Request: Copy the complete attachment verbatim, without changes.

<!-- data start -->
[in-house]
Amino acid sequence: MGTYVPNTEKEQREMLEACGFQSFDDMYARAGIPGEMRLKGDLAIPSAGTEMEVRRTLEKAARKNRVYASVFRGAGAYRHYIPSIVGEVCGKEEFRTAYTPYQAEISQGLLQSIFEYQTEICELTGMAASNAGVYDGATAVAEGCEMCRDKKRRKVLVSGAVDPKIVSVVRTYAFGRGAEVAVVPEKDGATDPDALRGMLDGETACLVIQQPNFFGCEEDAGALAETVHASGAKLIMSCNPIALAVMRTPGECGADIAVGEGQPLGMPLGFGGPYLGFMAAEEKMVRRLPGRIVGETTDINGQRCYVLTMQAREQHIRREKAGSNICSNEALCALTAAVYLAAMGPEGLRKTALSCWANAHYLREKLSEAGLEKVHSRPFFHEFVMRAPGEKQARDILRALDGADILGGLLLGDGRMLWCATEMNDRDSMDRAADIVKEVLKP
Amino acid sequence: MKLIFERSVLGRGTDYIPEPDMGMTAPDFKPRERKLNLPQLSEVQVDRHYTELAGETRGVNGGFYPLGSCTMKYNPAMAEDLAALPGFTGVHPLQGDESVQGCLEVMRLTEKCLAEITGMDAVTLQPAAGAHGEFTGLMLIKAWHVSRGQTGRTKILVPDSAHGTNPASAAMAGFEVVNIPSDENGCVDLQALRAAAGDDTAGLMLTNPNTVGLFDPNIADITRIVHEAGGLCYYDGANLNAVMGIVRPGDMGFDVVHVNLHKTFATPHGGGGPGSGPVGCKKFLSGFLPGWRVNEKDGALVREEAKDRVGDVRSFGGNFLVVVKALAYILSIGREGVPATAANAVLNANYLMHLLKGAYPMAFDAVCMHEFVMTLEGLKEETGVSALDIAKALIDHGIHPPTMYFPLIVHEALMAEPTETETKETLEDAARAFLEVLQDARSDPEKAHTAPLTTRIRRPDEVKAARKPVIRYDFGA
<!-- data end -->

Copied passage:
[in-house]
Amino acid sequence: MGTYVPNTEKEQREMLEACGFQSFDDMYARAGIPGEMRLKGDLAIPSAGTEMEVRRTLEKAARKNRVYASVFRGAGAYRHYIPSIVGEVCGKEEFRTAYTPYQAEISQGLLQSIFEYQTEICELTGMAASNAGVYDGATAVAEGCEMCRDKKRRKVLVSGAVDPKIVSVVRTYAFGRGAEVAVVPEKDGATDPDALRGMLDGETACLVIQQPNFFGCEEDAGALAETVHASGAKLIMSCNPIALAVMRTPGECGADIAVGEGQPLGMPLGFGGPYLGFMAAEEKMVRRLPGRIVGETTDINGQRCYVLTMQAREQHIRREKAGSNICSNEALCALTAAVYLAAMGPEGLRKTALSCWANAHYLREKLSEAGLEKVHSRPFFHEFVMRAPGEKQARDILRALDGADILGGLLLGDGRMLWCATEMNDRDSMDRAADIVKEVLKP
Amino acid sequence: MKLIFERSVLGRGTDYIPEPDMGMTAPDFKPRERKLNLPQLSEVQVDRHYTELAGETRGVNGGFYPLGSCTMKYNPAMAEDLAALPGFTGVHPLQGDESVQGCLEVMRLTEKCLAEITGMDAVTLQPAAGAHGEFTGLMLIKAWHVSRGQTGRTKILVPDSAHGTNPASAAMAGFEVVNIPSDENGCVDLQALRAAAGDDTAGLMLTNPNTVGLFDPNIADITRIVHEAGGLCYYDGANLNAVMGIVRPGDMGFDVVHVNLHKTFATPHGGGGPGSGPVGCKKFLSGFLPGWRVNEKDGALVREEAKDRVGDVRSFGGNFLVVVKALAYILSIGREGVPATAANAVLNANYLMHLLKGAYPMAFDAVCMHEFVMTLEGLKEETGVSALDIAKALIDHGIHPPTMYFPLIVHEALMAEPTETETKETLEDAARAFLEVLQDARSDPEKAHTAPLTTRIRRPDEVKAARKPVIRYDFGA